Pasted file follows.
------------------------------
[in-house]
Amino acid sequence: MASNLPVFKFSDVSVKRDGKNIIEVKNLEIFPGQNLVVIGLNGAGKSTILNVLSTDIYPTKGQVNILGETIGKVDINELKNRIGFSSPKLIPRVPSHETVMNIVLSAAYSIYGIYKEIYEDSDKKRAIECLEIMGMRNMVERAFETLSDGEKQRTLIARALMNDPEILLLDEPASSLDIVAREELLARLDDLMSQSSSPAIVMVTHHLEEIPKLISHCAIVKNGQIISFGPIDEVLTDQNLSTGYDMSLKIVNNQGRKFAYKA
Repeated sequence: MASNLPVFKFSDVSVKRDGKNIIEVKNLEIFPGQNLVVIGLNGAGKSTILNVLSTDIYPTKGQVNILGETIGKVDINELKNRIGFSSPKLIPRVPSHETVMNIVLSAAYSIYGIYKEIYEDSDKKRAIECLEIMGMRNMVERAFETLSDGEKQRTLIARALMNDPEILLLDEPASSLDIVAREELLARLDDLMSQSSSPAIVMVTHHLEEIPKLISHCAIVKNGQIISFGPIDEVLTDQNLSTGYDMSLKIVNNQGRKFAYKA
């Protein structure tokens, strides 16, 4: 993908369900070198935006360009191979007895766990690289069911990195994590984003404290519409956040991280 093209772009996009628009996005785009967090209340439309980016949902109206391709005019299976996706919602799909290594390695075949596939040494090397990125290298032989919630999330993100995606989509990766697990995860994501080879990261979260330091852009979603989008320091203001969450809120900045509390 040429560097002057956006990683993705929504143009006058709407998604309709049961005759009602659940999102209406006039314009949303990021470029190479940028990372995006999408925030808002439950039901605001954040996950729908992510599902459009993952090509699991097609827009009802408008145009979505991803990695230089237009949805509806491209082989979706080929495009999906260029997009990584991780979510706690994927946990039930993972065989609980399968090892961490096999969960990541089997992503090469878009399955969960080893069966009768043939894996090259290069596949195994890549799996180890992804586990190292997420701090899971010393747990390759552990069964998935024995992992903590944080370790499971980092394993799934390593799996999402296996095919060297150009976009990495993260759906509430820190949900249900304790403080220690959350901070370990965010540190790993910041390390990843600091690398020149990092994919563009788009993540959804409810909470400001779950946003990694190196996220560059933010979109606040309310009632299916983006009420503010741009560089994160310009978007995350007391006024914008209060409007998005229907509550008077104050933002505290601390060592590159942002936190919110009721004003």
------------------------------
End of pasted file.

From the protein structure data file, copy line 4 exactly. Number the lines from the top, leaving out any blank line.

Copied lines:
């Protein structure tokens, strides 16, 4: 993908369900070198935006360009191979007895766990690289069911990195994590984003404290519409956040991280 093209772009996009628009996005785009967090209340439309980016949902109206391709005019299976996706919602799909290594390695075949596939040494090397990125290298032989919630999330993100995606989509990766697990995860994501080879990261979260330091852009979603989008320091203001969450809120900045509390 040429560097002057956006990683993705929504143009006058709407998604309709049961005759009602659940999102209406006039314009949303990021470029190479940028990372995006999408925030808002439950039901605001954040996950729908992510599902459009993952090509699991097609827009009802408008145009979505991803990695230089237009949805509806491209082989979706080929495009999906260029997009990584991780979510706690994927946990039930993972065989609980399968090892961490096999969960990541089997992503090469878009399955969960080893069966009768043939894996090259290069596949195994890549799996180890992804586990190292997420701090899971010393747990390759552990069964998935024995992992903590944080370790499971980092394993799934390593799996999402296996095919060297150009976009990495993260759906509430820190949900249900304790403080220690959350901070370990965010540190790993910041390390990843600091690398020149990092994919563009788009993540959804409810909470400001779950946003990694190196996220560059933010979109606040309310009632299916983006009420503010741009560089994160310009978007995350007391006024914008209060409007998005229907509550008077104050933002505290601390060592590159942002936190919110009721004003």